Cancer in Pets: The Importance of Glutamine and Arginine in Nutrition

A number of various nutrients have been recommended as supplements in pet nutrition of theCancer in Pets: The Importance of Glutamine and Arginine in Nutrition cancer patient.  The most commonly recommended nutrients include glutamine, arginine, omega-3 fatty acids, and antioxidants.  However, there are few if any controlled studies showing evidence of benefit from the addition of these nutrients, which are advised largely on the basis of theory.  This article discusses glutamine and arginine, which are 2 of the 20 types of amino acids that exist in nature.  Amino acids are the building blocks of proteins. Click here to learn about the importance of protein in pet nutrition in pets with cancer.

Dietary glutamine in pet nutrition of the cancer patient.

Glutamine is the most abundant amino acid in the body and plays an important role in several key metabolic pathways.  Glutamine is also very important at maintaining normal gut and immune system function.  It is not an essential amino acid, meaning that it can be produced in the body from other amino acids.  Marked decreases of this amino acid have been documented in critically ill people and animals.  This results in a mobilization of glutamine from skeletal muscle, which serves as a storage site for this amino acid leading to loss of muscle mass.  Studies have shown that a high intake of glutamine during illness helps prevent loss of muscle mass by promoting muscle protein production and decreasing muscle protein loss.  For this reason, glutamine is considered by many to be an essential required nutrient in sick people and animals as it is required in greater amounts than the body can produce.  Most commercial veterinary critical care pet nutrition products and those recommended for use in animals with cancer are routinely supplemented with glutamine.

Dietary arginine in pet nutrition of the cancer patient.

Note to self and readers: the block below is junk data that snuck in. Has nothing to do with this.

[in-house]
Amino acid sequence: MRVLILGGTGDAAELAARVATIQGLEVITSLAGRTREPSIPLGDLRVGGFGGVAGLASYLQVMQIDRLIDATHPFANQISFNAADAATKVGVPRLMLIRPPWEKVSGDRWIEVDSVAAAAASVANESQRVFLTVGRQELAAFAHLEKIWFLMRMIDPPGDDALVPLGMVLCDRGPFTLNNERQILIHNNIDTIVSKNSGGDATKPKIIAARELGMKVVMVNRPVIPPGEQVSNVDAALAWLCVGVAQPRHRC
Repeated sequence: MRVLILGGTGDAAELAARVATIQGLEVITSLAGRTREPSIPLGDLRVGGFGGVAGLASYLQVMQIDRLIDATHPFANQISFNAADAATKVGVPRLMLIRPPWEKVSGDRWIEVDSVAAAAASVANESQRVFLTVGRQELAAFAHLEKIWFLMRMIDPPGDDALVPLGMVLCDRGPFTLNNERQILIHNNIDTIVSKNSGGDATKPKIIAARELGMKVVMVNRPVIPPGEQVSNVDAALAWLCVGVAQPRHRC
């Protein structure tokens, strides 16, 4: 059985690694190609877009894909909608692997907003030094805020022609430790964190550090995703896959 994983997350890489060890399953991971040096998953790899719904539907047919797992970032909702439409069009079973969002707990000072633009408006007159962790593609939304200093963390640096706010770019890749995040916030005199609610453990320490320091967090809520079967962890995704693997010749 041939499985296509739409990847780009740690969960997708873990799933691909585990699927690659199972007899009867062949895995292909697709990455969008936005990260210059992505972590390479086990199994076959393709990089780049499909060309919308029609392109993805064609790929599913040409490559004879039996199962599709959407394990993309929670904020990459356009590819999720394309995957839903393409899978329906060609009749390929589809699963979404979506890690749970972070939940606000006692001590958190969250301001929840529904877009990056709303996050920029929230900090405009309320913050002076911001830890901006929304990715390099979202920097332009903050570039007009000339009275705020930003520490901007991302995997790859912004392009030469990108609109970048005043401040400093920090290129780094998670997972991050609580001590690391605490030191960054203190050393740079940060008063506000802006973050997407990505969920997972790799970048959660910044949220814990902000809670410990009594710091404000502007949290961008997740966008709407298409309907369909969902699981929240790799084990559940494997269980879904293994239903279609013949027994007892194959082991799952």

Arginine is an essential amino acid in cats and dogs, meaning that it cannot be produced in the body from other amino acids.  It has important roles in immune function, collagen production, urea production, hormone secretion (insulin, growth hormone, insulin-like growth factor-1) and promotes wound healing.  Lymphocytes, which are a type of immune system cell, have an absolute requirement for arginine, which appears to enhance anti-tumor activity of the immune system.  The true benefits of arginine supplementation are largely unknown.  However, one study showed that dogs with stage IIIa lymphoma had some improvement in disease-free and survival time when fed an experimental diet supplemented with arginine and omega-3 fatty acids.  Several commercial pet nutrition products designed for use in critically ill animals and animals with cancer are supplemented with arginine.  A diet produced by Hills Pet Nutrition Inc. called Hill’s n/d diet (n stands for neoplasia) is designed with these features in mind.

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Dr Stephen Atwater

Stephen W. Atwater, DVM, MS, Diplomate ACVIM (oncology) is a board-certified veterinary oncology specialist. His professional interests include utilizing emerging therapies for difficult to treat cancers.

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